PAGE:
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'Big Sky' review: Provocative drama from David E. Kelley

John Carroll Lynch (l) and Ryan Phillippe in

John Carroll Lynch (l) and Ryan Phillippe in ABC's "Big Sky." Credit: ABC/Darko Sikman

SERIES "Big Sky"

WHEN|WHERE Premieres Tuesday at 10 p.m. on ABC/7

WHAT IT'S ABOUT A pair of young women, Danielle Sullivan (Natalie Alyn Lind) and her younger sister Grace (Jade Pettyjohn) are headed out to Helena, Montana, when they run into car trouble near Yellowstone. Without giving anything away, this does not end well for them, nor for a local prostitute, Jerrie Kennedy (Manorville native Jesse James Keitel). When they don't turn up, some local private detectives swing into action — Cody Hoyt (Ryan Phillippe), his ex, Jenny (Katheryn Winnick, "Vikings") and Cassie Dewell (Kylie Bunbury, "When They See Us") — and get an assist from Sheriff Legarski (John Carroll Lynch, "American Horror Story"). This is based on the novels of western mystery writer C.J. Box.

MY SAY As your immediate warning, or at least your caveat emptor, "Big Sky" involves graphic violence against women, violence against a trans person, and violence between women. In the context of a typical commercial network show, those elements are usually the big flashing neon signs up over the circus tent: Come on y'all! Watch some bad stuff happen to the ladies!

Usually that's how it goes, and maybe how it'll eventually go here, except that "Big Sky'' is not quite typical. Foremost, this is a David E. Kelley ("Big Little Lies," "Ally McBeal") production (he wrote and created), and those always come with their own set of expectations, which are often good ones. Sure, he's had a couple of stinkers over the years, but few and very far between. This is not one of those. He is also one of TV's rare male superscribes who "writes'' female protagonists particularly well. They have complicated back stories and lives, made more complicated by the idiot men in those lives. They also have, to use the currently fashionable word, "agency." They're powerful, and powerful enough to be the leads.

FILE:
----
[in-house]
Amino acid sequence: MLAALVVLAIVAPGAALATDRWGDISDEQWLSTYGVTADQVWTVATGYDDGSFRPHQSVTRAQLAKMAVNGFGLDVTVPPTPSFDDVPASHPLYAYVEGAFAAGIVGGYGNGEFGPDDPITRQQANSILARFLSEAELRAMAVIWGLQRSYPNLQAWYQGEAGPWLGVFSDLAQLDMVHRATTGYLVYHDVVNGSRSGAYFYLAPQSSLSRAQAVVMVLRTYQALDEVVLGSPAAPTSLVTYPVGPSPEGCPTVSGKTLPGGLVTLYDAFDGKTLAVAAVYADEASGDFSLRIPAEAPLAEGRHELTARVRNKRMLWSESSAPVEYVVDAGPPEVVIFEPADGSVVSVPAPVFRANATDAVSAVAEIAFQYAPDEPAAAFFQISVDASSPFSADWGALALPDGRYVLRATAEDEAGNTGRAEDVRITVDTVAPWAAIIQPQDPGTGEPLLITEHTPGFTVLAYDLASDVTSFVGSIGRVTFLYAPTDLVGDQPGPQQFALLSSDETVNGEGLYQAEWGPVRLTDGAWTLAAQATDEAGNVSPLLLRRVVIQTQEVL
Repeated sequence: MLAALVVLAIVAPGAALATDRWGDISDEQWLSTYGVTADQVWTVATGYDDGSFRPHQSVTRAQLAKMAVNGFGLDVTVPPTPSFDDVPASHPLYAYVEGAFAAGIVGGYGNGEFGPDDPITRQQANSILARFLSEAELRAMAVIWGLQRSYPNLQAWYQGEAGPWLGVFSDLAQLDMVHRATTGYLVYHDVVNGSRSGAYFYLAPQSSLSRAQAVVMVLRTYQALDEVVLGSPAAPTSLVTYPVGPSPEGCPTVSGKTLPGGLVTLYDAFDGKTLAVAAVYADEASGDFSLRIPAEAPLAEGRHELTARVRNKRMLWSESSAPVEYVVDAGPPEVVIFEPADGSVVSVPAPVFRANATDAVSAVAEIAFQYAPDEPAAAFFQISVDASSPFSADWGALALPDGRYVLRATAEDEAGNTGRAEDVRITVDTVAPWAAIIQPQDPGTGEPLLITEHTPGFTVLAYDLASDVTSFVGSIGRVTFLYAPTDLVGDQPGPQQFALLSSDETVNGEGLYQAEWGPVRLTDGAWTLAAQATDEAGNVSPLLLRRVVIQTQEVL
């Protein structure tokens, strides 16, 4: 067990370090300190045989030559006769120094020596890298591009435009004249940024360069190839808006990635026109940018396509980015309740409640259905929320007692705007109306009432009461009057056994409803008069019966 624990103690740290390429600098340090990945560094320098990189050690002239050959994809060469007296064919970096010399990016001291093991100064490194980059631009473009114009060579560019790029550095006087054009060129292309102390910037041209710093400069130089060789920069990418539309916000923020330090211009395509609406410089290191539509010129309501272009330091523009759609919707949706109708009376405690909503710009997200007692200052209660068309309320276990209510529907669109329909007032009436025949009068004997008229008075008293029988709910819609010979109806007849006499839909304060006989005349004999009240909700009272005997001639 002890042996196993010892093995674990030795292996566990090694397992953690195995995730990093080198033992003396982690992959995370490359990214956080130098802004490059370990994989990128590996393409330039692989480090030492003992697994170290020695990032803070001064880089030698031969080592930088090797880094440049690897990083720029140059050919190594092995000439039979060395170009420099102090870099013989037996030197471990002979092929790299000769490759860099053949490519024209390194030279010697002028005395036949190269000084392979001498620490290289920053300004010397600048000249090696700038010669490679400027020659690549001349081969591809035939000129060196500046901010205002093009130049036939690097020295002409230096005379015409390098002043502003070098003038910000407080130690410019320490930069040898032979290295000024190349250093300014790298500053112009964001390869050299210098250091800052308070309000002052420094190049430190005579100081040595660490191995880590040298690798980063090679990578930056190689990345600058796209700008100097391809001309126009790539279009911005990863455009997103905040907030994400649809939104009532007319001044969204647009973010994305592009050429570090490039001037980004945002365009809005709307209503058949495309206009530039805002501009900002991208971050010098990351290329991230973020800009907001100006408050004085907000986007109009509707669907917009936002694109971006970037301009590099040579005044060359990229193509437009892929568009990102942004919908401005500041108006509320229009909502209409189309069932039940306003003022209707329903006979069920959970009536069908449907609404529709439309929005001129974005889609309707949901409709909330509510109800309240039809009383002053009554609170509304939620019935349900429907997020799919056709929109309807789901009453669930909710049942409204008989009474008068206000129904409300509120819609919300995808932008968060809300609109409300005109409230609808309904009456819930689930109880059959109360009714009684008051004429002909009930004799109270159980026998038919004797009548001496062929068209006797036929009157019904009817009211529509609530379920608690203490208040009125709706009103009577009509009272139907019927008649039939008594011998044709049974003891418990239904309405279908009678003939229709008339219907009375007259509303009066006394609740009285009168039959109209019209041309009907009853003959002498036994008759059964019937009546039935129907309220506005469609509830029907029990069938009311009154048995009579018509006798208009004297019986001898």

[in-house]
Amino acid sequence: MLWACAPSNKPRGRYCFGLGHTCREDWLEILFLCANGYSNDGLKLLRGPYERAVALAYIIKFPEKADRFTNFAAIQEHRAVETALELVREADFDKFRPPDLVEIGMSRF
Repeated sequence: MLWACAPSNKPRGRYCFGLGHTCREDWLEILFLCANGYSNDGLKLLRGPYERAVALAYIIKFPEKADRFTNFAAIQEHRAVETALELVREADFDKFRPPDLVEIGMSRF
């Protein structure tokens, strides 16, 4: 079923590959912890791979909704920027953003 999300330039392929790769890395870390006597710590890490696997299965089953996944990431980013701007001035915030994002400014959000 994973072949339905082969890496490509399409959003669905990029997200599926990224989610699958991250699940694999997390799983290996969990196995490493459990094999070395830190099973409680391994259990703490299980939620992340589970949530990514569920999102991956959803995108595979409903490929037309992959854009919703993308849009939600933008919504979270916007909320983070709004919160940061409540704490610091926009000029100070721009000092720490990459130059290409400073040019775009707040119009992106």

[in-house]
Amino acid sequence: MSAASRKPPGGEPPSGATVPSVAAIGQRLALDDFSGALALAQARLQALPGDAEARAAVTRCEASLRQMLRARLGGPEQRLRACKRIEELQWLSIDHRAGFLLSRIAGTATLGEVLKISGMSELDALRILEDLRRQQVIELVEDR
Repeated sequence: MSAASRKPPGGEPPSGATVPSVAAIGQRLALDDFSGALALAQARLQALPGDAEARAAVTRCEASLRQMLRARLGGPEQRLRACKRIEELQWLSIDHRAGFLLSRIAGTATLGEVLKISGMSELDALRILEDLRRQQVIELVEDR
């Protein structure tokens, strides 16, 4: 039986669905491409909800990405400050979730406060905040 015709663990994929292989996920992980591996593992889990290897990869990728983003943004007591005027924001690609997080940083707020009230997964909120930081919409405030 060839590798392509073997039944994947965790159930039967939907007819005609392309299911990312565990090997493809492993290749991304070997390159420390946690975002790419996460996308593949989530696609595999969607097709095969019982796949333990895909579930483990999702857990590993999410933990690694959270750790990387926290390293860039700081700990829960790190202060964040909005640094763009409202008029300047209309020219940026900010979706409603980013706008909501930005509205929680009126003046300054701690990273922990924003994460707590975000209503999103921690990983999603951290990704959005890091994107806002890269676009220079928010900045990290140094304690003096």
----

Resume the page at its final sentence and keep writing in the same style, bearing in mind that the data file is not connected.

They sure are here.

"Big Sky'' unfolds under that big sky, where the mountains stretch on forever and where human affairs, in sharp contrast, are either pedestrian or soiled and grubby. There's a pandemic raging but people don't wear masks; why bother? Not a potential super-spreader event in sight. They eat at the neighborhood greasy spoon ("you kill it we grill it") which is literally called the Dirty Spoon. The local constabulary seems nice enough — weird but at least not a headbanger. For kicks, everyone gets drunk.

Kelley and "Big Sky" do a plausible job of tricking or rather lulling us into expectations that most assuredly will not be met. They do this for all the standard reasons (ratings) but you'll also come around to the realization that they're bored with network TV, with its ossified beats and hooks and cons which viewers know all too well anyway.

Instead, this is a trickster novel in 10 parts, with a beginning, middle and end. Curveballs abound. The neon lights are flashing. The pages are turning. Where will this end up? Who knows, but with this excellent cast, sharp writing, and evocative locale, "Big Sky" does an even better job of making us want to know.

BOTTOM LINE Provocative page-turner.

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